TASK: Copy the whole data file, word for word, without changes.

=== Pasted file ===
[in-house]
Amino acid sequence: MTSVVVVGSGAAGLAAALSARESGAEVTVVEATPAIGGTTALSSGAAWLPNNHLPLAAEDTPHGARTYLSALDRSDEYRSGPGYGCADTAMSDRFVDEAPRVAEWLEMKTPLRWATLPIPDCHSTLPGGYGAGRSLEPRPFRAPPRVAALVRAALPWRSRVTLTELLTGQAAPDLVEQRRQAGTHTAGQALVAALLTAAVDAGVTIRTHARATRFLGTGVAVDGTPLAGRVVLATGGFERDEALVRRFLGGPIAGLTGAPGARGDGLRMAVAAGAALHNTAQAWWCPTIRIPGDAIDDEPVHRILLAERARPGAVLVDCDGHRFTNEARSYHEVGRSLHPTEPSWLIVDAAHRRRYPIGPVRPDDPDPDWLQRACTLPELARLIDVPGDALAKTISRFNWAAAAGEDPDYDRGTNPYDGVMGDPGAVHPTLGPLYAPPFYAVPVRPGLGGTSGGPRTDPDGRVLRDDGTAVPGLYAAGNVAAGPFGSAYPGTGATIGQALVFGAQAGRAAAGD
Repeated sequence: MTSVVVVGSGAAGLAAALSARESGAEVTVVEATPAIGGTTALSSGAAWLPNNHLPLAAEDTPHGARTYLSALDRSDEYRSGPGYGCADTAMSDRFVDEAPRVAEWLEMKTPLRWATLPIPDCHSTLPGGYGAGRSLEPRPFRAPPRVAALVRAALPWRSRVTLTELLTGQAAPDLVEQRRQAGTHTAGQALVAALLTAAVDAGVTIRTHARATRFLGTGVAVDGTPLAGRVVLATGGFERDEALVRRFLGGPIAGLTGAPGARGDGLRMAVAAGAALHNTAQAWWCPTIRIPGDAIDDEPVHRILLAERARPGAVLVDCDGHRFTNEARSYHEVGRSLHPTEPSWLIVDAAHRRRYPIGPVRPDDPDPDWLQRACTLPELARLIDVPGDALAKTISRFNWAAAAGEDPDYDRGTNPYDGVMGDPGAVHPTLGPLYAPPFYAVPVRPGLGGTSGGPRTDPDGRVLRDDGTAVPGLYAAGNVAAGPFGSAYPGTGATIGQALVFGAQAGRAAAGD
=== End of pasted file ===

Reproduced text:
[in-house]
Amino acid sequence: MTSVVVVGSGAAGLAAALSARESGAEVTVVEATPAIGGTTALSSGAAWLPNNHLPLAAEDTPHGARTYLSALDRSDEYRSGPGYGCADTAMSDRFVDEAPRVAEWLEMKTPLRWATLPIPDCHSTLPGGYGAGRSLEPRPFRAPPRVAALVRAALPWRSRVTLTELLTGQAAPDLVEQRRQAGTHTAGQALVAALLTAAVDAGVTIRTHARATRFLGTGVAVDGTPLAGRVVLATGGFERDEALVRRFLGGPIAGLTGAPGARGDGLRMAVAAGAALHNTAQAWWCPTIRIPGDAIDDEPVHRILLAERARPGAVLVDCDGHRFTNEARSYHEVGRSLHPTEPSWLIVDAAHRRRYPIGPVRPDDPDPDWLQRACTLPELARLIDVPGDALAKTISRFNWAAAAGEDPDYDRGTNPYDGVMGDPGAVHPTLGPLYAPPFYAVPVRPGLGGTSGGPRTDPDGRVLRDDGTAVPGLYAAGNVAAGPFGSAYPGTGATIGQALVFGAQAGRAAAGD
Repeated sequence: MTSVVVVGSGAAGLAAALSARESGAEVTVVEATPAIGGTTALSSGAAWLPNNHLPLAAEDTPHGARTYLSALDRSDEYRSGPGYGCADTAMSDRFVDEAPRVAEWLEMKTPLRWATLPIPDCHSTLPGGYGAGRSLEPRPFRAPPRVAALVRAALPWRSRVTLTELLTGQAAPDLVEQRRQAGTHTAGQALVAALLTAAVDAGVTIRTHARATRFLGTGVAVDGTPLAGRVVLATGGFERDEALVRRFLGGPIAGLTGAPGARGDGLRMAVAAGAALHNTAQAWWCPTIRIPGDAIDDEPVHRILLAERARPGAVLVDCDGHRFTNEARSYHEVGRSLHPTEPSWLIVDAAHRRRYPIGPVRPDDPDPDWLQRACTLPELARLIDVPGDALAKTISRFNWAAAAGEDPDYDRGTNPYDGVMGDPGAVHPTLGPLYAPPFYAVPVRPGLGGTSGGPRTDPDGRVLRDDGTAVPGLYAAGNVAAGPFGSAYPGTGATIGQALVFGAQAGRAAAGD